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Johnny Guitar Watson

On the heels of such other Texas-bred blues-guitar luminaries as T-Bone Walker, Clarence "Gatemouth" Brown, and Lightnin' Hopkins came the lesser-known but equally incendiary Johnny "Guitar" Watson, who actually had a resurrection in the '70s as a pimp-strutting funkster (one album was called Ain't It a Bitch and depicted a fur-adorned Watson on the cover, sitting on a couch in full pimp regalia, with two women lounging at his feet). This comp collects the singles he made in the '50s, after leaving Texas and relocating to the West Coast.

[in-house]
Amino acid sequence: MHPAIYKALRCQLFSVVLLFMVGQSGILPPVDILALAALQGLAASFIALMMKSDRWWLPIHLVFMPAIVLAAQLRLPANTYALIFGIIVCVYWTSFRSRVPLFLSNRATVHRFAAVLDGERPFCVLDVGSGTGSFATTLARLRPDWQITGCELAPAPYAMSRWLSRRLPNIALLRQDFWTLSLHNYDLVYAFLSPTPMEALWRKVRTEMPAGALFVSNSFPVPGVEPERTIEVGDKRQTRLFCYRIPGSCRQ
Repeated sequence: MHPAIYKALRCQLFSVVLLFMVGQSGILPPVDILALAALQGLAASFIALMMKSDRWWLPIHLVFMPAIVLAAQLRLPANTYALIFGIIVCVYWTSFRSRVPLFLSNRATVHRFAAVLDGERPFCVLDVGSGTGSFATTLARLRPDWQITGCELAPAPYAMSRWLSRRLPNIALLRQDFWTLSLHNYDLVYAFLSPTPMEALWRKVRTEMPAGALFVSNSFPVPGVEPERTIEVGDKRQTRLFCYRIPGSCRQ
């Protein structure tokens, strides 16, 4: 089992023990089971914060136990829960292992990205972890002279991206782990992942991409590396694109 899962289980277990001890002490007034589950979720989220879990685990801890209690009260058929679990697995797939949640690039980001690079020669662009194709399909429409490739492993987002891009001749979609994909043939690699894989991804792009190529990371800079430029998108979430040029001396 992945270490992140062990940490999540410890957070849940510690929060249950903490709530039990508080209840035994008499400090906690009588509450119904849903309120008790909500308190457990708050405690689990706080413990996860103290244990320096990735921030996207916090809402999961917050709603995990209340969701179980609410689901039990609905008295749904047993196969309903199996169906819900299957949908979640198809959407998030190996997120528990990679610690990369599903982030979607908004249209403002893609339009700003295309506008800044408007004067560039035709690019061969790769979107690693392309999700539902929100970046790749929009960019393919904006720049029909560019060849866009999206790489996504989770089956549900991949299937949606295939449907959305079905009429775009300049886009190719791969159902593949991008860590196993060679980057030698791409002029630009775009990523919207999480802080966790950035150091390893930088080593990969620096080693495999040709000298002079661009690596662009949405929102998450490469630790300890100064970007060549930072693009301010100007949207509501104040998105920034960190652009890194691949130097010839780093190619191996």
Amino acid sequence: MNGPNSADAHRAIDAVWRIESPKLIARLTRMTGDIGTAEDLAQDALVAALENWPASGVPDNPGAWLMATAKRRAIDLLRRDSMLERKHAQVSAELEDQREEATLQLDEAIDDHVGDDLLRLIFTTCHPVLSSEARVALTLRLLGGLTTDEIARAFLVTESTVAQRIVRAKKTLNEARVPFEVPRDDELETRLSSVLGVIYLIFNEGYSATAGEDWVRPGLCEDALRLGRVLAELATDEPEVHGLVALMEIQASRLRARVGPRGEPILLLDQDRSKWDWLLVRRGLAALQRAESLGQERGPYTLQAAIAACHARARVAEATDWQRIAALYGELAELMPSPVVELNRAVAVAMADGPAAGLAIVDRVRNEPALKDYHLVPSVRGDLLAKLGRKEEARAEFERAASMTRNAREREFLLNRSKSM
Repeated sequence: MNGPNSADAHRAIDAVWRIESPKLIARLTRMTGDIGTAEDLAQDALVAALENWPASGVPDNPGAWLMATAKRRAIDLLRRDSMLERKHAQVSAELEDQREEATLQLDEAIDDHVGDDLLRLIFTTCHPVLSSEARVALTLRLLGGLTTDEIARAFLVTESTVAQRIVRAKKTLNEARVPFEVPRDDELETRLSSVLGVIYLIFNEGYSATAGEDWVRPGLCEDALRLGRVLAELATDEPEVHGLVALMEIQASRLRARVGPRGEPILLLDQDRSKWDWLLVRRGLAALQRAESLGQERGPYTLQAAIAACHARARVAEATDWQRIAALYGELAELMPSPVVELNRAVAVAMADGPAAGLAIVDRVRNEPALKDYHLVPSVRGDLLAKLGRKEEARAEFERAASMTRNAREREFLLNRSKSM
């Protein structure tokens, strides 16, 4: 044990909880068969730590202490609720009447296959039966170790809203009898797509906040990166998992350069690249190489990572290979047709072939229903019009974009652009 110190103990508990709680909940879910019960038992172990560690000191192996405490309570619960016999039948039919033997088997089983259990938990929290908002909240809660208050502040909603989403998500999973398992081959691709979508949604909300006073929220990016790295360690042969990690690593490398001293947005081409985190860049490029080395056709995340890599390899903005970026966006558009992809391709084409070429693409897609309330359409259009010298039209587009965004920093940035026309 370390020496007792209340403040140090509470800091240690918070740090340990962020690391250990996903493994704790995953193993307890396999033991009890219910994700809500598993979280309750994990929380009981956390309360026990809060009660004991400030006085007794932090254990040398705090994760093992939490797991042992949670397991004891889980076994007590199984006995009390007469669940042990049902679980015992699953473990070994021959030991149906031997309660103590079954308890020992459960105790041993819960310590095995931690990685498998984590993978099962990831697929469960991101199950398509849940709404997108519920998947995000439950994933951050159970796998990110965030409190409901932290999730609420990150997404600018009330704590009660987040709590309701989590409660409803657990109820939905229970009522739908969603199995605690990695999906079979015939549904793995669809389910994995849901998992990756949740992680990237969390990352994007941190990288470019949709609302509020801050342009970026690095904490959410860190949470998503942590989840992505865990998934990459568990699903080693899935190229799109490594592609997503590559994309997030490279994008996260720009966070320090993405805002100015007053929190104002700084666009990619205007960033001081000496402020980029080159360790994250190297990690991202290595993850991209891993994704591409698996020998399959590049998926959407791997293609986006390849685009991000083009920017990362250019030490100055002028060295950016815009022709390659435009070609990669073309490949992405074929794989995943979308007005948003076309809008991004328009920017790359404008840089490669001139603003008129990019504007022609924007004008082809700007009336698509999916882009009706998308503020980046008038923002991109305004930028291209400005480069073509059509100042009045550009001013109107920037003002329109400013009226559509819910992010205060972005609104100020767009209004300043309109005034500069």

Watson's recordings employed swinging horn sections and bluesy arrangements, as epitomized by "Don't Touch Me," which echoes B.B. King, but Watson's delivery, both on vocals and guitar, is much more raw. His bare-bones guitar-playing can partly be attributed to the fact that Watson played with his thumb instead of a pick. This gives "Hot Little Mama," "Too Tired," and "Ruben" an uproarious clanking quality closer to other such blues-guitar devil hounds as Magic Sam and Elmore James than the swankier uptown sounds of King or Walker. On "She Moves Me," Watson bends the notes in the brutalizing style of John Lee Hooker (the song also features a downright rude sax solo courtesy of Watson's main collaborator, Maxwell Davis). Essential also includes 1957's immortal "Love Bandit," which helped earn Watson his nickname "the gangster of love" with such lines as "that's your wife on the back of my horse." Spoken like a true Texan. Now, where's volume two?

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Joe S. Harrington

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